Comedian John Oliver honed in on that recommendation in a recent edition of his HBO show “Last Week Tonight.”

John Oliver - Philly Magazine

In an open letter to Oliver, Boys’ Latin Charter School Co-Founder Janine Yass wrote:

I have been involved in education reform for over 15 years in the poor city of Philadelphia where over 40,000 children are on charter school waiting lists to escape the horrendous public school system.

Yass added:

Yes, bad ones should close, but what about the bad public schools that continue to operate half full with no teaching going on?!

The response to bad charter schools is accountability, accountability, accountability. The importance of accountability was underscored by Colorado state Rep. Angela Williams during a panel discussion at the Amplify School Choice Conference. Williams said there should be clear and comprehensive accountability standards, and automatic closure of lowest-performing schools.

In response to my question about the NAACP’s call for a moratorium on new charter schools, Rep. Williams said:

What are the laws in your state that create a platform for accountability? We don’t need to be sending our kids to failing schools, whether charter or traditional public schools. I’m not going to stand by and send our kids to failing schools. Charter schools can be successful with the right funding and right governance.

On August 24, Gov. Tom Wolf announced the creation of a new office within the Pennsylvania Department of Education, the Division of Charter Schools. Wolf said in a statement:

Charter schools play an important role in our education system, but that role must be accompanied by sufficient oversight. Establishing this new division within the Department of Education will allow us to maximize our resources to not only ensure charters are being properly supported, but that they are being held accountable to taxpayers.

Bob Fayfich, Executive Director of the Pennsylvania Coalition of Public Charter Schools, said in a statement:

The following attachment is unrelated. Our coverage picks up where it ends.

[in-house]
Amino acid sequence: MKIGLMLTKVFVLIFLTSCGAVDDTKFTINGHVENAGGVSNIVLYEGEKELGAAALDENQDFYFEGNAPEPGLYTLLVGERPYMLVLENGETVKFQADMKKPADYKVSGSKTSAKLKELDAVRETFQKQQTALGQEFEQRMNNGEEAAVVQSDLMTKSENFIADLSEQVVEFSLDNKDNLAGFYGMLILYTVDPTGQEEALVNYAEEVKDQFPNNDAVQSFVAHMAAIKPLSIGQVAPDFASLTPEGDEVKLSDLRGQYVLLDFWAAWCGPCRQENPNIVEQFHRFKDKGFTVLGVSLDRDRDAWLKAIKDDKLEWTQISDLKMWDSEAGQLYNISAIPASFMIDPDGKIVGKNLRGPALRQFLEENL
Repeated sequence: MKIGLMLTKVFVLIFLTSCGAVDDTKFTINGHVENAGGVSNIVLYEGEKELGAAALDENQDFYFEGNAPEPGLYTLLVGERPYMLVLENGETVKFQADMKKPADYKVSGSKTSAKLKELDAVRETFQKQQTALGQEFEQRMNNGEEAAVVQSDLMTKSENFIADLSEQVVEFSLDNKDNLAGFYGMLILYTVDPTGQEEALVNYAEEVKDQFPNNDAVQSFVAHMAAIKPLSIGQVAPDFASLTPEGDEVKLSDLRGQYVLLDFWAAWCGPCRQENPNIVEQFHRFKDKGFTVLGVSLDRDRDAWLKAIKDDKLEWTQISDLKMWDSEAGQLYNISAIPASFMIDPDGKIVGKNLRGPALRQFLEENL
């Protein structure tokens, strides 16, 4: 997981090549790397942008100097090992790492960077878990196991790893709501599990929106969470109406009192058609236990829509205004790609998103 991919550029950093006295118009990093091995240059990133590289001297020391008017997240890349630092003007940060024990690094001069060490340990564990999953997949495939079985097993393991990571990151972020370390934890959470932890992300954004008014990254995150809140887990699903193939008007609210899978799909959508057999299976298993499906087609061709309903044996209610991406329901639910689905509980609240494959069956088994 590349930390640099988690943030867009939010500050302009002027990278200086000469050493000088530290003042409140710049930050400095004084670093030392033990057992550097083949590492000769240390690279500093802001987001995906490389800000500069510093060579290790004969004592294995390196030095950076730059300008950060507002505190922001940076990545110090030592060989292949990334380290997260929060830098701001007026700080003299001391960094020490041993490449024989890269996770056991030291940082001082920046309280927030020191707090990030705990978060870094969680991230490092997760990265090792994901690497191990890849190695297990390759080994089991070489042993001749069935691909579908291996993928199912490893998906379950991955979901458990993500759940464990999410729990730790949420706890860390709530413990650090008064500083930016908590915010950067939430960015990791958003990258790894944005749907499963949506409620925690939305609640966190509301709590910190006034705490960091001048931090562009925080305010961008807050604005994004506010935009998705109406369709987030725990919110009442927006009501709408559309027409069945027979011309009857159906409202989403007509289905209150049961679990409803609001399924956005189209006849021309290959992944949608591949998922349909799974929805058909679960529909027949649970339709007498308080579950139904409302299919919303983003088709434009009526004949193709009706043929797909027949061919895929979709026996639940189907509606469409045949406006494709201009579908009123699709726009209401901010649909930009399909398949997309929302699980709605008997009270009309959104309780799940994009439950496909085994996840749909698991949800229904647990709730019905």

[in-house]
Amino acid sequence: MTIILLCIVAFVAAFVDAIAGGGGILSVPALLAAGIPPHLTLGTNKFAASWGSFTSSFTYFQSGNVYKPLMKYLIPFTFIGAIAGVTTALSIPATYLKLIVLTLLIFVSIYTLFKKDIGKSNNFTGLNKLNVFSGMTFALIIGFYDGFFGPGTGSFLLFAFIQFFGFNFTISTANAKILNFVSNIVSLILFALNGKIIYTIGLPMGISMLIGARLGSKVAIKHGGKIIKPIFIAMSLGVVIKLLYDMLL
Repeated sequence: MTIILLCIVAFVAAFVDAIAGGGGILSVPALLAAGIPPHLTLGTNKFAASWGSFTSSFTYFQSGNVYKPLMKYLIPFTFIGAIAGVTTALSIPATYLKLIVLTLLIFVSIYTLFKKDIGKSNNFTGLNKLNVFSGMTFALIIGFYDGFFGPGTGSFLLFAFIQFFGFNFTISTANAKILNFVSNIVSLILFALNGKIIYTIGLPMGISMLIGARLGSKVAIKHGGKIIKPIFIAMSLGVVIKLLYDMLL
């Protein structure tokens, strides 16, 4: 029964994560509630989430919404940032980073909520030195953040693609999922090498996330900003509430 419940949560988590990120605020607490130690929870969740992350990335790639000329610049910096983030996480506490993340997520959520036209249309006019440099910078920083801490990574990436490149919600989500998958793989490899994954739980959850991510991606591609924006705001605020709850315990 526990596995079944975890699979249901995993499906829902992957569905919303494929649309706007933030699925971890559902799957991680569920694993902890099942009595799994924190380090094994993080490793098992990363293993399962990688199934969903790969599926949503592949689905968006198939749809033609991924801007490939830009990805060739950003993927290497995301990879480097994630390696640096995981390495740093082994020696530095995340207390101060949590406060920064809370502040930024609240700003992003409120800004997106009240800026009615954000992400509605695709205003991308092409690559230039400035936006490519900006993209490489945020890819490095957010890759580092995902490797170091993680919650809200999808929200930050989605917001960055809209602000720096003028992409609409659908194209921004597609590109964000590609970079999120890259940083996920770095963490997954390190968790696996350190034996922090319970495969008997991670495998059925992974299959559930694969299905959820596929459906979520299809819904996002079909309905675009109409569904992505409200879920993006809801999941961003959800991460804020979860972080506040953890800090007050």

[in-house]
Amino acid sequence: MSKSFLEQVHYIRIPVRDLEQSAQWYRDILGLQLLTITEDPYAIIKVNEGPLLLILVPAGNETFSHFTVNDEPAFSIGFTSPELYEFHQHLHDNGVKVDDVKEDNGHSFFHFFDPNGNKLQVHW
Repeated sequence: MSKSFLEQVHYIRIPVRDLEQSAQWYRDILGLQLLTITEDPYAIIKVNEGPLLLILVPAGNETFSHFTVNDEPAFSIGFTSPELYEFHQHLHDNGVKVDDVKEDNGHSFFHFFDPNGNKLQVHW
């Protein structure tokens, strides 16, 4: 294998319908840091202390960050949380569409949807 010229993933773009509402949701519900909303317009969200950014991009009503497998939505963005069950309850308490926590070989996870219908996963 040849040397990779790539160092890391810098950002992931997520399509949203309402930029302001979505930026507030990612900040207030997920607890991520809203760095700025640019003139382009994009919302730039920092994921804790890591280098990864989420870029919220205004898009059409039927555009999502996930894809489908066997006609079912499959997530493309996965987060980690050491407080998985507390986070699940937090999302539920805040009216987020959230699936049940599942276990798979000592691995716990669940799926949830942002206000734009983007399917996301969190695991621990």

If this initiative is consistent with other actions by the Governor relative to undermining the viability of charter schools, regardless of how effective they are in educating children, then this new Charter Office is something to be concerned about. If, however, this new division is truly dedicated to listening to charter schools and improving public education for all students in Pennsylvania, then we will be supportive.

The fact that no charter school has been consulted in the creation of this office is not a good start, but we will see how the office is funded and staffed and watch closely what it actually does.

Charter school advocates rightly question Wolf’s motive, but there is no question that school choice must be about more than autonomy. Advocates must embrace accountability in equal measure. To that end, they should ensure that a “platform for accountability” is codified in House Bill 530 which the legislature is expected to take up in the fall.

The promise of school choice was that parents would be able to choose from a menu of quality charter schools. And that competition would improve traditional public schools. In Philadelphia, school choice is morphing into two sets of low-performing schools with different governance. With rigorous accountability, charter schools will amplify qualitatively better choices.

Philly Back-to-School Blues

8 Sep

It’s back to school in Philadelphia. Thousands of students are returning to schools where there are no nurses, librarians or guidance counselors. And under the leadership of School Superintendent William Hite, there has been a precipitous drop in students’ performance on state standardized tests.

While there’s no money for classrooms, Hite found $1.2 million to hire bureaucrats for his already bloated administrative staff. Only in Philadelphia would a position be created for a “turnaround” artist whose former employers told him to turn around and get out of town. The Philadelphia Daily News reported that Eric Becoats resigned from his last two jobs “following accounts of his alleged misuse of public resources.”

Daily News Turnaround Boss Cover

City Council President Darrell Clarke has had enough. He sent a letter to Hite:

In a recent edition of the Philadelphia Daily News, it was brought to my attention that you have filled six senior level positions at the School District of Philadelphia. I am writing to request that you provide Council with detailed information concerning these positions, including a job description and the manner in which these individuals will contribute to life in the classroom.

Let me be clear about my concern with this announcement. As you may recall, during City Council’s consideration of the Mayor’s proposed fiscal year 2016 operating and capital budgets, you testified that you were seeking additional funding that would go directly to classroom support, including providing additional teachers to reduce class size and restoring counselors and nurse/health technicians. It is on the basis of your testimony that Council approved approximately $100 million in additional funding for the School District’s upcoming academic year.

Clarke added:

Given this background, I think it is important to understand how the hiring of these six individuals will enhance the educational experience of Philadelphia’s children.

It’s true that trouble doesn’t last always. However, that truism doesn’t apply to a school district whose superintendent inherited a fiscal hole and kept digging.